3 Key Areas to Improve Your Punctuation in IELTS Writing Task 2
Updated: Aug 30, 2020
Punctuation controls the pace of your essay and can help set the right tone.
You’ve finished writing your essay and you feel great! The content is impeccable. The spelling is flawless. The grammar is pristine. Finally, your score comes in and—it’s lower than you expected. What could the issue be?
Sometimes, it’s the small things that can hurt your score. A small but important element in IELTS Writing Task 2 is punctuation. The reality is that punctuation plays a key part in your essay. It controls the pace of your essay and can help set the right tone.
Punctuation is a vast topic, so in this post, I will focus on commas, semicolons, and hyphens and dashes.
Let’s eat grandma!
Does that sentence sound a bit odd? What that sentence is saying is that we should eat the speaker’s grandma, and it is grammatically correct (though a bit crazy).
Here is the right way to write the sentence:
Let’s eat, grandma!
Do you see how a simple comma can change the whole meaning of the sentence?
An introductory comma separates introductory elements—words that prepare the reader for the main part of the sentence—from the rest of the sentence. An introductory comma can be placed after:
An introductory word.
An introductory phrase.
Here are some examples:
First, read the following text.
Yes, we can go to a movie tonight.
Well, what do you think about her behavior?
Of course, you should consult your lawyer before answering the questions.
Things get a bit trickier when it comes to conjunctions:
I have completed the presentation, but I would still like you to go through it.
The key thing is that you do not need to put commas before every conjunction. For example, if the conjunction is not combining complete clauses, then don’t put a comma:
I can’t decide whether to have pizza or a cheeseburger.
There is always a long line at the restaurant, whether it’s a weekend or not.
Separating Essential and Non-Essential Information
The next tip is that the comma separates the essential and non-essential information from a sentence (non-essential information can be excluded without altering the intention of the sentence).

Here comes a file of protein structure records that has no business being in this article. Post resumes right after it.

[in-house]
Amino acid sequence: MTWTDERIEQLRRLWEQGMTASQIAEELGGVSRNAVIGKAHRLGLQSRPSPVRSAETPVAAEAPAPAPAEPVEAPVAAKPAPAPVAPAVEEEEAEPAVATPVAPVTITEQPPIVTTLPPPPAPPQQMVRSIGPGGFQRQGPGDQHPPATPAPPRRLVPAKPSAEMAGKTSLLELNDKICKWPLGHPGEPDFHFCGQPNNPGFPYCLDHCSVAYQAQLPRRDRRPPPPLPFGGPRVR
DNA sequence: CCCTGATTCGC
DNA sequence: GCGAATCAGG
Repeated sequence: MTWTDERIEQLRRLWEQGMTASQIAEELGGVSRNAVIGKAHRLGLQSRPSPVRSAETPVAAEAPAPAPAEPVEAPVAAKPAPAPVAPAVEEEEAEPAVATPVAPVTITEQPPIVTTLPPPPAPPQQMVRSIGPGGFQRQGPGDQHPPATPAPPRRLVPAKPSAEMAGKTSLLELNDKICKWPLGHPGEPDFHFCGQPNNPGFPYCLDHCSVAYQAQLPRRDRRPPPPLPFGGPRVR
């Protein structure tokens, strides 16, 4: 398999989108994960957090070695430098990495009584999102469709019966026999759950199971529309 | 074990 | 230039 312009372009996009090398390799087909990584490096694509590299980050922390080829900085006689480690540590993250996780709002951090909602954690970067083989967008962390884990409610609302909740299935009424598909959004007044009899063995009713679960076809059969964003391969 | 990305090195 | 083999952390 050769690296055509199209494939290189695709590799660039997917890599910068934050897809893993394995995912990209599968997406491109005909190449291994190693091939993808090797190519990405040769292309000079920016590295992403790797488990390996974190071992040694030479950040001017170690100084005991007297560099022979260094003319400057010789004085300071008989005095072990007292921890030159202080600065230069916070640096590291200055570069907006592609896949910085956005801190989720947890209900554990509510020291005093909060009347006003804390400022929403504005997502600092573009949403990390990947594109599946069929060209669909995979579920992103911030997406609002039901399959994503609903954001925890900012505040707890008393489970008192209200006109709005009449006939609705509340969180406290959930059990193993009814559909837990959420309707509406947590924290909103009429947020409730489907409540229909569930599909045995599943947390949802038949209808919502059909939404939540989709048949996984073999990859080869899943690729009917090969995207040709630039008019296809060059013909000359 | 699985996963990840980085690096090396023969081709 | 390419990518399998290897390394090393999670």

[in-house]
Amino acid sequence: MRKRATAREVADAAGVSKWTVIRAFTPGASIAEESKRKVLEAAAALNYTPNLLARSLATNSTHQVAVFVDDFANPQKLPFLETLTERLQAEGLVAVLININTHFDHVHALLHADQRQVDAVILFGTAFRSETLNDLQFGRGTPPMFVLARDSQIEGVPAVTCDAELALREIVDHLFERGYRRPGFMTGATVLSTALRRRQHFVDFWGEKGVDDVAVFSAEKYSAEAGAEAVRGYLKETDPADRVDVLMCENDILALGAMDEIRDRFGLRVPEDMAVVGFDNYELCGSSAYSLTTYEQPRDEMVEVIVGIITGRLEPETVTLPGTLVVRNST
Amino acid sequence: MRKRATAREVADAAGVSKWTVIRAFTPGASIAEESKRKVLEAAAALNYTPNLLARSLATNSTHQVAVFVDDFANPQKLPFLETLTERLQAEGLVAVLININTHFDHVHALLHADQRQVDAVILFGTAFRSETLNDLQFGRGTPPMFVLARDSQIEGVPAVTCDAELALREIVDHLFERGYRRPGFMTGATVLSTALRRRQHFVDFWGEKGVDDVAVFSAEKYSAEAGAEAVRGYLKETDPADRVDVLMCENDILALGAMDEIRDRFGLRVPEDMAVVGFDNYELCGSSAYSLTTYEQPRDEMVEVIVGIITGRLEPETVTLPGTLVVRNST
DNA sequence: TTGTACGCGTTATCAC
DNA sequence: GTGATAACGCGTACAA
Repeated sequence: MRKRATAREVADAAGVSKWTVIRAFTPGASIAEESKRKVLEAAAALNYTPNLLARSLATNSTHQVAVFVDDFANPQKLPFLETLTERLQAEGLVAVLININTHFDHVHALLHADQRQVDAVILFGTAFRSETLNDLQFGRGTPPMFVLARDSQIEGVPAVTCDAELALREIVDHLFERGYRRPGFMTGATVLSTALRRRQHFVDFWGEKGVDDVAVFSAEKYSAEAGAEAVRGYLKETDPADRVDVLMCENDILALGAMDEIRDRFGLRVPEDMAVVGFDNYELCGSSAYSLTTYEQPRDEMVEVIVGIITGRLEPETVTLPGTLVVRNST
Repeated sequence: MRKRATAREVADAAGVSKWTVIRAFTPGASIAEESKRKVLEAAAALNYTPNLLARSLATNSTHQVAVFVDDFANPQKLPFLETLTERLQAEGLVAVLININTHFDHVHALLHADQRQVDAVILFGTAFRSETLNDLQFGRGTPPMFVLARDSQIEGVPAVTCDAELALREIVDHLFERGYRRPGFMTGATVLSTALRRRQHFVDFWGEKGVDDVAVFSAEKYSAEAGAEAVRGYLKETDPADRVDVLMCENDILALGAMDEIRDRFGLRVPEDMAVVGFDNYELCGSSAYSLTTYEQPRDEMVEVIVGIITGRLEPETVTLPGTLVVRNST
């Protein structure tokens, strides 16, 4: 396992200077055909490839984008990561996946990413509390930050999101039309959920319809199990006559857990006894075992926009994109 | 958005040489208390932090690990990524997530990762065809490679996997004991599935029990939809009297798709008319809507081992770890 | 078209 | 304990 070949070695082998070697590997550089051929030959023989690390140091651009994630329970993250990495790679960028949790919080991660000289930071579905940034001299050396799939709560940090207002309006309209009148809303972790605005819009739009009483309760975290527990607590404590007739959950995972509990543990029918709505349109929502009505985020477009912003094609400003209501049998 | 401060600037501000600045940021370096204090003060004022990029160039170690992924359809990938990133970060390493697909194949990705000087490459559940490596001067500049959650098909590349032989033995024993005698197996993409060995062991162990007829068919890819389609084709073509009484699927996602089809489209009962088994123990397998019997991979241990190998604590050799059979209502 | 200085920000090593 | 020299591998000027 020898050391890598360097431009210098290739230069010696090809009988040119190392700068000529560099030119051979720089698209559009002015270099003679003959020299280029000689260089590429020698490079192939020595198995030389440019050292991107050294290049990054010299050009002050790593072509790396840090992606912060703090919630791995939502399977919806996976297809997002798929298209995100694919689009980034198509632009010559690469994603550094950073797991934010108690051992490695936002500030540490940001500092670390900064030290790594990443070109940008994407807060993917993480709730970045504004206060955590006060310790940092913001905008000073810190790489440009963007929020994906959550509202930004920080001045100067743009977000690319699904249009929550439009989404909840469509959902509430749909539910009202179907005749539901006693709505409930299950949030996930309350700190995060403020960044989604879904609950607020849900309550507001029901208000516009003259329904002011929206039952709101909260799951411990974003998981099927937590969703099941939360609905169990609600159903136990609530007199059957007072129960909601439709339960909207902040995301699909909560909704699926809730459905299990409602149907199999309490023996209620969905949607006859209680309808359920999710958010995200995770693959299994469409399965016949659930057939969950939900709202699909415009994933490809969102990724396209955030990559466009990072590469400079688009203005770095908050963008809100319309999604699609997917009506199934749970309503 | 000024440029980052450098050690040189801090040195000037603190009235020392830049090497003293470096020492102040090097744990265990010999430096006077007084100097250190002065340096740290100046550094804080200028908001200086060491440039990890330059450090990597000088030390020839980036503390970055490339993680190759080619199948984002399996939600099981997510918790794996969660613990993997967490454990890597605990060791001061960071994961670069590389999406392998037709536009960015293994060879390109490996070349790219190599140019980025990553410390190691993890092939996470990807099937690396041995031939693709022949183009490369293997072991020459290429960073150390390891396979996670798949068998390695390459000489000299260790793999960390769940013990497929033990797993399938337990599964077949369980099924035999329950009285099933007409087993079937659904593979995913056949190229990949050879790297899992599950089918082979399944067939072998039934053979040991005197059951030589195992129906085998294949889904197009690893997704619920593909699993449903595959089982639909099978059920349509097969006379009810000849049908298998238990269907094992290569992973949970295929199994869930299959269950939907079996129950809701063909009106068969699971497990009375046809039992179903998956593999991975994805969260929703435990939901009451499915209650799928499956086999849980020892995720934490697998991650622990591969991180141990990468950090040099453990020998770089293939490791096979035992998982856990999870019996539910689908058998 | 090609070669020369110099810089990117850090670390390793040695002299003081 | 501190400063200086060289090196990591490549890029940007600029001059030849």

Mrs. Williams, who is dressed in yellow, is my friend’s aunt.
When it comes to commas, the most common mistake we make is the comma splice. The comma splice occurs when two complete sentences are joined with a comma. Both pieces of information are essential, so they should be joined appropriately (with a coordinating conjunction or semicolon in place of the comma).
The new semester was already two weeks underway, I had not yet gone to class.
Semicolons hold two related independent clauses together. For example:
The doctor will call you in three days; she’ll tell you the results of your blood test.
This can be written as two complete sentences.
The doctor will call you in three days. She’ll tell you the results of your blood test.
Another common place to see semicolons is before words such as “therefore,” “however” and “moreover” in the middle of a sentence. These words are also called cohesive words. Is this confusing? If so, let’s look at a few examples:
I exercise daily; therefore, I am strong.
When it is broken down into parts, two complete sentences are formed.
I exercise daily. Therefore, I am strong.
So, using a semicolon before ‘‘therefore’’ is correct.
Hyphens and Dashes
There are several horizontal lines used in English writing: hyphens, en dashes, and em dashes. How do you tell the difference between all these little lines?
Hyphens can be used when two words are brought together as one concept or a compound word.
That newspaper article was a real eye-opener.
My self-esteem is pretty high, because I’m happy with my life.
It also helps to join two adjectives serving as one adjective describing a noun. For example:
Elon Musk is a well-known entrepreneur.
Present-day society is very different than it was 100 years ago.
Keep in mind there are exceptions. The adjectives should be followed by a noun to be joined by a hyphen. Take a look at these counterexamples to understand it better.
Elon Musk, an entrepreneur, is well known.
Society in the present day is very different than it was 100 years ago.
En dashes are slightly longer than hyphens. One of their uses is in ranges. For example:
There is between 72–167 dollars in my bank account.
They can also be used to connect two things of equal importance:
A high-inflation–low-risk venture.
Using an en dash here shows that ‘venture’ is equality associated with the hyphenated adjectives ‘high-inflation’ and ‘low-risk.’
Em dashes are used with sudden changes in thought or to indicate emphasis and explanation. For example:
I feel like going to—oh, never mind.
We have only two hours—what time is it, again?
My neighbors don’t just have a few pets—they have eight cats, two dogs, and a parakeet.
I hope this post has shown you the importance of using the right punctuation in your sentence. Something as small as a comma, semicolon, or hyphen can change the meaning of your sentence, and, used correctly, can also be the difference between a good score and a great score.
Do you have any questions? Or would like to share your own punctuation tips? If so, please comment below!
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